Rodrigo: Welcome, everybody to the Multi-Tenancy in the Enterprise webinar. In this webinar, we'll have Nuno Antunes from product management.
Nuno: Hi, guys.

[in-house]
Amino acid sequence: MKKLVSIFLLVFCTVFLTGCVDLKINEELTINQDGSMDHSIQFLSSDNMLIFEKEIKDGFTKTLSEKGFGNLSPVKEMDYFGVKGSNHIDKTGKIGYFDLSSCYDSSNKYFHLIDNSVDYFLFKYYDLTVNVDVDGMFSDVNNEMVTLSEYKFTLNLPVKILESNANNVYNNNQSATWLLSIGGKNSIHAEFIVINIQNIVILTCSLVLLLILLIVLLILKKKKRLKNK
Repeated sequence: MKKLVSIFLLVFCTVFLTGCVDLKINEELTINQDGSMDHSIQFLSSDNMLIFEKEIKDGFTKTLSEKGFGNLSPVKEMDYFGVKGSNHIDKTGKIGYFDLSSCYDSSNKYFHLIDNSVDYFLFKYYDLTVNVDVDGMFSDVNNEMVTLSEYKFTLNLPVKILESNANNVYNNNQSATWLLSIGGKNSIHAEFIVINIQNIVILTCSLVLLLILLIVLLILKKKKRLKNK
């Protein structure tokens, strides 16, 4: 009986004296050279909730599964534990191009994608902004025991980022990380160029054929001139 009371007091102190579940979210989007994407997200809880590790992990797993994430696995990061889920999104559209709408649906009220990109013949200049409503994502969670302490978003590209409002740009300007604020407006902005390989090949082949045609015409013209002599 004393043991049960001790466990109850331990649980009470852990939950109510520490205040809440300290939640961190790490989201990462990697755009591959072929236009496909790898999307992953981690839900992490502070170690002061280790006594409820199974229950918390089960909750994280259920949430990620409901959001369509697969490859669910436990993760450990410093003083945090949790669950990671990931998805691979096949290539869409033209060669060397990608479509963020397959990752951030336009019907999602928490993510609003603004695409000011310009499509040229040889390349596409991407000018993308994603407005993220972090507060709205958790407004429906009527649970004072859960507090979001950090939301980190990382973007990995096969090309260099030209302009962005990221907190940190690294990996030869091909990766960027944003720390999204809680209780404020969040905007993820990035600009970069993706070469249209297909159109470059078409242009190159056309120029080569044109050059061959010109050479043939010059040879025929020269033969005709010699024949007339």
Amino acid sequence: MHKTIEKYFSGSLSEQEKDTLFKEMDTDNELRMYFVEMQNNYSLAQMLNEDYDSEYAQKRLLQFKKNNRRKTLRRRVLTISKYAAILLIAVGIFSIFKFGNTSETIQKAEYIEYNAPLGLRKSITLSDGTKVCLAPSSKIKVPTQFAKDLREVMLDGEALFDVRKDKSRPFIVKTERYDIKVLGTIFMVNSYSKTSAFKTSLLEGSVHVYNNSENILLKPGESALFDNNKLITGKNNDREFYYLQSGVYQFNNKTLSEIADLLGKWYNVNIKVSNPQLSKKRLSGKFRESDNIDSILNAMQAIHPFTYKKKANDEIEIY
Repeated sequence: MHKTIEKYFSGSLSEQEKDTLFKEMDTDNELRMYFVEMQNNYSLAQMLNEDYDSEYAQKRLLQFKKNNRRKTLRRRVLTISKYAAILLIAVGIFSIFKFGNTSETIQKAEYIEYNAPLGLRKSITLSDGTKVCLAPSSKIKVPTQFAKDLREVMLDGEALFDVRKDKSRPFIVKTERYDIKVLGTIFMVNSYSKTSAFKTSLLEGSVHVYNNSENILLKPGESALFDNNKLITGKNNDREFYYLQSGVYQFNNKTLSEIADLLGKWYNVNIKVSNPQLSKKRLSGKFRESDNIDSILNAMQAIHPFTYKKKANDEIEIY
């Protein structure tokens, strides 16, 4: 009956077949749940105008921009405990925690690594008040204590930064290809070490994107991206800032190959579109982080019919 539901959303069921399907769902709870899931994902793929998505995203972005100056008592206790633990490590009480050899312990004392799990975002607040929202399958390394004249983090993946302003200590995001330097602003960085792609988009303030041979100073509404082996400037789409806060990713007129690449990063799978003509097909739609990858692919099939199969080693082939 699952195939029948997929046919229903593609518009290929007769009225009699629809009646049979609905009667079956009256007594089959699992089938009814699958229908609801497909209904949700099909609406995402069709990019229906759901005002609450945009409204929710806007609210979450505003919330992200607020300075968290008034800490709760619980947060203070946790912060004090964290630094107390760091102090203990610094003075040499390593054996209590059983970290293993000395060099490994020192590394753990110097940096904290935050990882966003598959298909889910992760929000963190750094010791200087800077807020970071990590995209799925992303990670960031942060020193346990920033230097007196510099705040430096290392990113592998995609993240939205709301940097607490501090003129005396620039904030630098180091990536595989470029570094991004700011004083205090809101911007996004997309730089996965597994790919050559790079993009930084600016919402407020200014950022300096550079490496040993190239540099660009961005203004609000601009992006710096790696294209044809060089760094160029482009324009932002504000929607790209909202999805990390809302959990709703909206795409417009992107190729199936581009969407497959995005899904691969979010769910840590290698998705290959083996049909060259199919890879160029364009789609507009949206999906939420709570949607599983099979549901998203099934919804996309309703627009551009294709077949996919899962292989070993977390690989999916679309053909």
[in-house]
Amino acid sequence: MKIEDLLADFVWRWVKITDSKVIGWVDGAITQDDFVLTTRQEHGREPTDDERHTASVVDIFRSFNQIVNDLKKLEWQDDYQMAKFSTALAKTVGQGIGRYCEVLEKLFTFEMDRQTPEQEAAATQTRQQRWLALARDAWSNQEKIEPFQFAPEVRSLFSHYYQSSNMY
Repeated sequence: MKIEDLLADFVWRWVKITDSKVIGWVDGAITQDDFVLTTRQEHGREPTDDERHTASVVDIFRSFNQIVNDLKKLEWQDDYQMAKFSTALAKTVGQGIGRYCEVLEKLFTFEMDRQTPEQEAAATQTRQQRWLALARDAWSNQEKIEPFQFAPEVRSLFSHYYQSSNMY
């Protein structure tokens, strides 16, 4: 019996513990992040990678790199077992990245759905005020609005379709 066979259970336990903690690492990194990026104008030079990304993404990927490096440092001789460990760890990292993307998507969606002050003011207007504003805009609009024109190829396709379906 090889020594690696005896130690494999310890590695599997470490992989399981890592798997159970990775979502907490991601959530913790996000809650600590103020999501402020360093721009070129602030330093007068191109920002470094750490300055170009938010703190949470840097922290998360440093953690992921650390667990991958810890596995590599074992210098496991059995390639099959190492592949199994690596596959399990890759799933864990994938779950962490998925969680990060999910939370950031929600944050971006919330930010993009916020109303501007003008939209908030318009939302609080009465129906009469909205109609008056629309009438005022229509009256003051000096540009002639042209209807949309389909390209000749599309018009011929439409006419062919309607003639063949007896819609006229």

Rodrigo: And myself, Rodrigo Coutinho, and I work with product marketing in OutSystems. Before we go into the hard-core demo that Nuno here will deliver, I would like to talk a little bit about the problem that we're trying to fix, and why did we add this feature to the Agile Platform. Essentially, the problem here is the problem of scaling your business. So, let's assume that you have your own sales team, and you build an application using the Agile Platform of course, that your sales team can use to register their deals, their accounts, opportunities and so on. And, of course, that application is connected to a database. And because no application lives on its own, it's actually going to be connected to external data, external systems, and all that stuff. The challenge comes when you want to scale this sales force either because you want to have a new office in a different territory or because you want to open this sales application to your partners, whatever the case may be, suddenly, you have a new team that also needs to use the application. But because there's privacy issues and data issues and so on, what you end up doing since they have a different location is installing the same code you had before, but only in a different infrastructure on site for the territory or the partner. And of course, this means that because you have problems segregating the data and so on, you replicate the database. Unfortunately, you cannot, usually you cannot replicate the integrated system, so you actually connect to the same systems as the first system. Now, this could be a bearable situation. The problem is when you want to actually grow again. And, of course, we could think about this problem ad infinitum and with hundreds of teams. Now, what is the problem here? Well, the problem starts at the integrational level, right? So suddenly, you had a system that's integrated with just another single system on the local network, and now you have to open up to be able to connect with your partners or the other territories. So you have your security issues. Of course you have the problem of total connections, especially if there's a lot of data moving back and forth between these pipes. And, let's face it, usually when you have a connection over the internet to an external system, it's going to fail exactly when you need it. So, this is just one of the problems. The other problem is regarding the code base, so the code of the actual application. Well, you have the code replicated, which means that if you want to do an upgrade, and you probably will as time goes by, you're going to have to upgrade the application in all the instances you have of the application. Of course, as soon they duplicate the code for territory or for partners, there's going to be rogue customizations. So, people are going to go there to the code, they're going to change it to their special situation. And suddenly, the upgrade, which was a problem because it was multiple locations, it's going to be a nightmare because you have customizations. And finally, you basically end up with three different places to configure your application, your security policies, and so on. So, it just multiplies the problem by the number of installations that you have. And of course, the big problem that you have is at the database level. Everything that's shared that you're going to replicate among all your installations, it's going to be really tough to manage the systems. And even worse, if you want to have a view of all your sales aggregated, regardless of if they're partners in different territories and so on, it's going to be almost impossible to aggregate the data from all these systems in a single report. And finally, of course, customizations of the database are only two steps away, right? As soon as it's customized code, the next step is customizing the database, and double the nightmares, of course. So, a better way. How can you do this? Obviously, the idea here is to have a single code base. So, basically, you have everybody accessing the same application, and thanks to the internet, that's very much possible nowadays. Now, of course, what that means is that you have a single database that's shared among the several businesses. Of course, you need to take care of things like security and so on, but by fixing this, you also fix the point of integration. And this is the notion of multi-tenancy. So, if you want an analogy, you can think of multi-tenancy, and actually the term comes from there, like if you have a building, right? You have this building where you have common infrastructures, like the elevator, the water pipes, the central heating, and so on, but then each person has his own apartment. Each person is a tenant of that building. That's basically the analogy. Share the common infrastructure, and then have private places for each person. There's a bunch of benefits for this. Of course, you have a single place to configure all your security, all your data, all your processes, so everything is consistent across tenants. Developing the application becomes simple in the sense that you're just developing for a single instance of the application, and it's much easier to maintain because you just have to put it into production once. In terms of infrastructure, instead of having an infrastructure per each territory or per partner or whatever, you have a common infrastructure. So again, the costs are much lower, and it gives you an economy of scale. It's much cheaper to create the new tenant than to create a new full installation. Multi-tenancy is good. It's a solution for our business problem, but that doesn't mean it's easy to do, because when you start thinking about multi-tenancy, you start coming into other problems. The first one is obviously at the database layer. You need to make sure that you handle the shared versus private data in a secure manner. Though, and this is especially important if there is like, if the people accepting the data are competitors, you need to make sure that they're not able to see each other's data. So, it brings kind of a challenge at the database level to make sure that things are kept segregated. In the same way, you need to ensure data consistency among all the tenants. So, be sure that everybody is using the same standards, that if it's common data, everybody's using the same common data. And, of course, another very important point, because usually the database is the bottleneck, you need to make sure that having multi- tenants does not impact the performance of your database. Now, the problems aren't just at the database level. They're also at the code level, because, let's face it, implementing all this security on the code is hard. You need to make sure that all database accesses only go and fetch the right data, so you don't have access to data on site. You need to make sure that your users cannot by accident jump from one tenant to another. And to be honest, it's just very error-prone. It's very easy to make a mistake on these type of scenarios, and suddenly an innocent move to production leaps with security breach on your product that can have very serious consequences. And it was with this in mind that we actually added this capability to the Agile Platform. So, what we thought is that there's got to be an easier way to do this. We've got to empower developers to do this in a much easier way. Now, I could talk about this, but I think it's much better if now I move control over to Nuno. And he's actually going to explain and do a demo of how you can build a multi-tenancy application using the Agile Platform. So, Nuno, I'm going to hand over control to you, you are now the presenter, and have a great demo.